By Tom Jackman, Washington Post.
Sixteen months after a Fairfax County police officer shot and killed a Springfield man, officials for the first time Monday identified the officer as Adam D. Torres, and made a new claim that the man had a loaded gun nearby and threatened to use it.
The longtime partner of John B. Geer, 46, had called police on Aug. 29, 2013, after she told him she was leaving him and he responded by throwing her belongings out of their house. In a statement released Monday, police said they were told Geer not only had “multiple firearms” inside the townhouse but also that he was “displaying a firearm that he threatened to use against the police.” That statement contradicts previous witness accounts that Geer was unarmed when he was shot.
The attorney for Geer’s family, Michael Lieberman, strongly disputed the claim that Geer displayed a gun and threatened to use it. “I’ve never heard of him displaying any firearm at the police and I have no reason to believe he did,” Lieberman said. Don Geer, John Geer’s father, said he was told by police that his son was unarmed when he was shot.
Fairfax police declined to answer any questions about the statement or clarify when Geer displayed or threatened to use a gun. The handgun found inside the house was loaded and holstered, the statement said.
Fairfax officials did not notify Geer’s family or their lawyers that they planned to release the officer’s name and new details about the case, Lieberman said.
The statement also said that Geer refused officers’ requests to stay outside and speak with them, and that “a trained negotiator” tried to resolve the confrontation. But when Geer began lowering his hands from the top of his storm door after more than 30 minutes of discussions, “PFC Adam Torres fired a single shot that struck Geer.”
The statement said “Geer did not answer the officers’ calls and offers of medical aid.” Police waited for an hour — and for the arrival of a SWAT team and a hostage rescue vehicle — before entering Geer’s home, where he was found dead.
Fairfax said that “a loaded, holstered firearm was recovered on the landing of the stairs to Geer’s left where he had stood in the doorway and seven more firearms were recovered inside the home.”
Lieberman said he had never heard of a negotiator speaking with Geer and that the seven other guns in the house were in a locked safe.
Police said Torres is an eight-year veteran of the department and assigned as a patrol officer to the West Springfield district, but they declined to release his age. He has been on administrative duties since the shooting.
Torres could not be immediately located for comment. He has not been involved previously in any fatal police shootings in Fairfax.
The investigation of whether Torres should be charged with a crime was handled for four months by the Fairfax commonwealth’s attorney, who transferred the case in January 2014 to the U.S. attorney in Alexandria. Federal officials are considering whether to file civil rights charges in the case, but Fairfax Board Chairman Sharon Bulova said Monday she had no indication when that might be.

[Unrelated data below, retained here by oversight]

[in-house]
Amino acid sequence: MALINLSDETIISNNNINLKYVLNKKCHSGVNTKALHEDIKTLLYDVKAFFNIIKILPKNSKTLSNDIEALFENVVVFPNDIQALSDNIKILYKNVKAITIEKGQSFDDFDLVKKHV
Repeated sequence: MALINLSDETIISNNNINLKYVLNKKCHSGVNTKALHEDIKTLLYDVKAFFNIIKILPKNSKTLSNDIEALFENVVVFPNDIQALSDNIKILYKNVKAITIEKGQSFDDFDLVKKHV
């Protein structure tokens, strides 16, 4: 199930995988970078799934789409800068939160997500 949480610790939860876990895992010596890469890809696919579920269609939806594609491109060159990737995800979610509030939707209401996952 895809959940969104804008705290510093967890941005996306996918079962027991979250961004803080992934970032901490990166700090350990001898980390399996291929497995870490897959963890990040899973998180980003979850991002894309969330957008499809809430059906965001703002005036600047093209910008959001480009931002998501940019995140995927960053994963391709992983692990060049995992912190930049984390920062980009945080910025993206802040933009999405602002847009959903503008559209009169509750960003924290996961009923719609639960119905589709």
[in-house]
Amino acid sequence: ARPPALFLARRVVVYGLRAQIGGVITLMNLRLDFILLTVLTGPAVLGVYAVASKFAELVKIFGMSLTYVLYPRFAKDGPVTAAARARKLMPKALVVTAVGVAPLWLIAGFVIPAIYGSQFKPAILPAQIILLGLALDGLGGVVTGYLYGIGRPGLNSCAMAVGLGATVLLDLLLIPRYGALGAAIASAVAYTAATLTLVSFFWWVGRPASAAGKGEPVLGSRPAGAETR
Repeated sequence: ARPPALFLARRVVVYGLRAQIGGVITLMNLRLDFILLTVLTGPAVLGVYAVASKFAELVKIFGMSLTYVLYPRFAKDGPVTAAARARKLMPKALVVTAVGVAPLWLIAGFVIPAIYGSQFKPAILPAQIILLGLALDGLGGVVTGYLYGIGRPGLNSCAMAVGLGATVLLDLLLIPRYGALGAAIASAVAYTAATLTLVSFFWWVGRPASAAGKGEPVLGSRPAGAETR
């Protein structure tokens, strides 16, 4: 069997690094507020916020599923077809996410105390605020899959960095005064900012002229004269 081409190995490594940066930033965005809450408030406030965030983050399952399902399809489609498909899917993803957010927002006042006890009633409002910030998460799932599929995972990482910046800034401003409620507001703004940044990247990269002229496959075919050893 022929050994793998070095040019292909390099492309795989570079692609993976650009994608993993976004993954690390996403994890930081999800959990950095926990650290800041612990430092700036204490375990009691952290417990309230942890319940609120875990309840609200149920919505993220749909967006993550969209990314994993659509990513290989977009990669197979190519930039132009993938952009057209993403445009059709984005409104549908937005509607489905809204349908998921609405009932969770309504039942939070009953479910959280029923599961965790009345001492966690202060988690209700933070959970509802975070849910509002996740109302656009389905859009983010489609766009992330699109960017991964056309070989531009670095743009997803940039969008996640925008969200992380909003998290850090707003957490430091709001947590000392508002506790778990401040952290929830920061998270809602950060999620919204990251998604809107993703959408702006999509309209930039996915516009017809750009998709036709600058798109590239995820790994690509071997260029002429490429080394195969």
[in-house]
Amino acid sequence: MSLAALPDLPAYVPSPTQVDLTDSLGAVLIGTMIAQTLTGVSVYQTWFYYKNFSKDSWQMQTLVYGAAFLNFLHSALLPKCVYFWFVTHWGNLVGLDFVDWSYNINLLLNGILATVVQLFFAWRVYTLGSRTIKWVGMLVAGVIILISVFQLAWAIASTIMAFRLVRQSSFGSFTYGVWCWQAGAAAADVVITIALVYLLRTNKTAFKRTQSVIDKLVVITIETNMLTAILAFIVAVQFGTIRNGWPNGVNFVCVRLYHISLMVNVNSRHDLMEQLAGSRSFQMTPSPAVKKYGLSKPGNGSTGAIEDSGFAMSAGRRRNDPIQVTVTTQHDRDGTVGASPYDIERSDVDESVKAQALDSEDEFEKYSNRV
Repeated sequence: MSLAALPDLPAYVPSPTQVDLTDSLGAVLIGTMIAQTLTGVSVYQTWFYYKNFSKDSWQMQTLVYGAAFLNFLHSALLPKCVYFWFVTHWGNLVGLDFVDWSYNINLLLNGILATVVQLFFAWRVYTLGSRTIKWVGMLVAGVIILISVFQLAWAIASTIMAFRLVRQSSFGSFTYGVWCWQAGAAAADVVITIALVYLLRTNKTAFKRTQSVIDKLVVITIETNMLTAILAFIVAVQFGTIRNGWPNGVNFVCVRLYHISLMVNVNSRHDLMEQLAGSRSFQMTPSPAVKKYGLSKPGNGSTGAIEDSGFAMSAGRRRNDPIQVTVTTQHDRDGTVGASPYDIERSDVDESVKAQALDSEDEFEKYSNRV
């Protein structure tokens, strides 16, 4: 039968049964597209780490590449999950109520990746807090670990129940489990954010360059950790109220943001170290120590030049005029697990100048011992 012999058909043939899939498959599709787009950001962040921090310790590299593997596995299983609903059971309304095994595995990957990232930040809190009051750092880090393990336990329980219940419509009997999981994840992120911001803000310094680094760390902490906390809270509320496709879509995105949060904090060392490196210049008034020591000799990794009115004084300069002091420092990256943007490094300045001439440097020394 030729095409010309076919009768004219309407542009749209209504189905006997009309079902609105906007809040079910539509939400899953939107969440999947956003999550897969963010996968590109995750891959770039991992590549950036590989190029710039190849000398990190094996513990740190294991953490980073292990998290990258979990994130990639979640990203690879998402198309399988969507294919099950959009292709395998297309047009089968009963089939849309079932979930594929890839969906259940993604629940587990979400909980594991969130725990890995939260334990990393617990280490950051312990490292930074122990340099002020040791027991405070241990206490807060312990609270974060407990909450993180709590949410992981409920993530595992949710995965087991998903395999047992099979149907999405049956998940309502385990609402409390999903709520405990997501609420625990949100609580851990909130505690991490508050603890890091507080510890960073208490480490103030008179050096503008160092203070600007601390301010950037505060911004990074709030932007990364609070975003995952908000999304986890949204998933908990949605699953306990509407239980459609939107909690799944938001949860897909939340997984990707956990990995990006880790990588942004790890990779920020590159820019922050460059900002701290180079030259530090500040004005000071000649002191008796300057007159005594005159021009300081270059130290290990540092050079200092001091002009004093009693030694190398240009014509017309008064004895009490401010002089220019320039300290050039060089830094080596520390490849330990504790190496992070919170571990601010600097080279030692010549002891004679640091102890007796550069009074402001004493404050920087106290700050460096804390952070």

County officials said they felt the information release was appropriate after a Fairfax judge in the Geer family’s civil lawsuit against Fairfax last month ordered a vast amount of pretrial discovery to be released to the family. Before that, the police had refused to disclose Torres’s name or anything about him, or any details about why Torres might have shot Geer.
Bulova said county officials were frustrated by their inability to release information, but abided by policies that had worked in previous police shootings: to wait for a ruling on whether a crime was committed before discussing a case. But she said after 16 months, and the ruling in the civil case by Fairfax Circuit Court Judge Randy I. Bellows, she met Monday with Fairfax Police Chief Edwin C. Roessler Jr. and both felt the time was right to release the information.
Bulova said the timing was unrelated to a planned protest outside the Fairfax police headquarters Thursday by a group called Justice for John Geer, which recently formed to demand information about the shooting.
“This has just been an unusual situation,” Bulova said. “It was bumped up to the federal level for, I think, multiple reasons. And we were sort of left in limbo.”
Bulova said she did not know when the county’s lawyers would comply with Bellows’s order to release documents and other evidence to Geer’s family, but she said Fairfax County Commonwealth’s Attorney Raymond F. Morrogh did not object to the release. Bellows gave the county 30 days to provide the information.
Lieberman also said he did not know how or when he would receive the information. He said Monday’s statement appeared to be “damage control. To try to show they have some sense of transparency. A little late, I would say.”
Tom Jackman is a native of Northern Virginia and has been covering the region for The Post since 1998.
I don’t believe this police report and I do believe that in the end, the cops will get away with this one too.
No one on the scene saw or heard John Geer speaking to a neither “trained negotiator” nor have the cops provided any photographs or film recording the trained negotiator, or provide the negotiators name.
Where are the photographs of the supposed holstered gun in the hallway? Are their two signed reports from two different cops declaring that they both found the gun in the hallway?